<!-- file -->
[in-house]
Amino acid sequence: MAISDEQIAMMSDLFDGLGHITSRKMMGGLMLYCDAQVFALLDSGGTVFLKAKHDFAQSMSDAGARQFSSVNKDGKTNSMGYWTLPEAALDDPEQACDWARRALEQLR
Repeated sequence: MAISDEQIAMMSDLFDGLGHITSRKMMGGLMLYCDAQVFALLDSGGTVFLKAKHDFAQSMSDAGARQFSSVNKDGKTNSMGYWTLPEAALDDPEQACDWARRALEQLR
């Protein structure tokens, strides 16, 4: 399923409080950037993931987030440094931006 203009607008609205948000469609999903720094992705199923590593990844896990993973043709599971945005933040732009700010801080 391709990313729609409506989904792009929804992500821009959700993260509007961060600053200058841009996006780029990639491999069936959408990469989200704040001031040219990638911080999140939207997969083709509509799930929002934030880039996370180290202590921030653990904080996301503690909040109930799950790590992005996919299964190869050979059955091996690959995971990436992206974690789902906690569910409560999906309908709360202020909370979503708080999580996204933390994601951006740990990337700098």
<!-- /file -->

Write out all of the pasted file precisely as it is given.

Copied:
[in-house]
Amino acid sequence: MAISDEQIAMMSDLFDGLGHITSRKMMGGLMLYCDAQVFALLDSGGTVFLKAKHDFAQSMSDAGARQFSSVNKDGKTNSMGYWTLPEAALDDPEQACDWARRALEQLR
Repeated sequence: MAISDEQIAMMSDLFDGLGHITSRKMMGGLMLYCDAQVFALLDSGGTVFLKAKHDFAQSMSDAGARQFSSVNKDGKTNSMGYWTLPEAALDDPEQACDWARRALEQLR
């Protein structure tokens, strides 16, 4: 399923409080950037993931987030440094931006 203009607008609205948000469609999903720094992705199923590593990844896990993973043709599971945005933040732009700010801080 391709990313729609409506989904792009929804992500821009959700993260509007961060600053200058841009996006780029990639491999069936959408990469989200704040001031040219990638911080999140939207997969083709509509799930929002934030880039996370180290202590921030653990904080996301503690909040109930799950790590992005996919299964190869050979059955091996690959995971990436992206974690789902906690569910409560999906309908709360202020909370979503708080999580996204933390994601951006740990990337700098």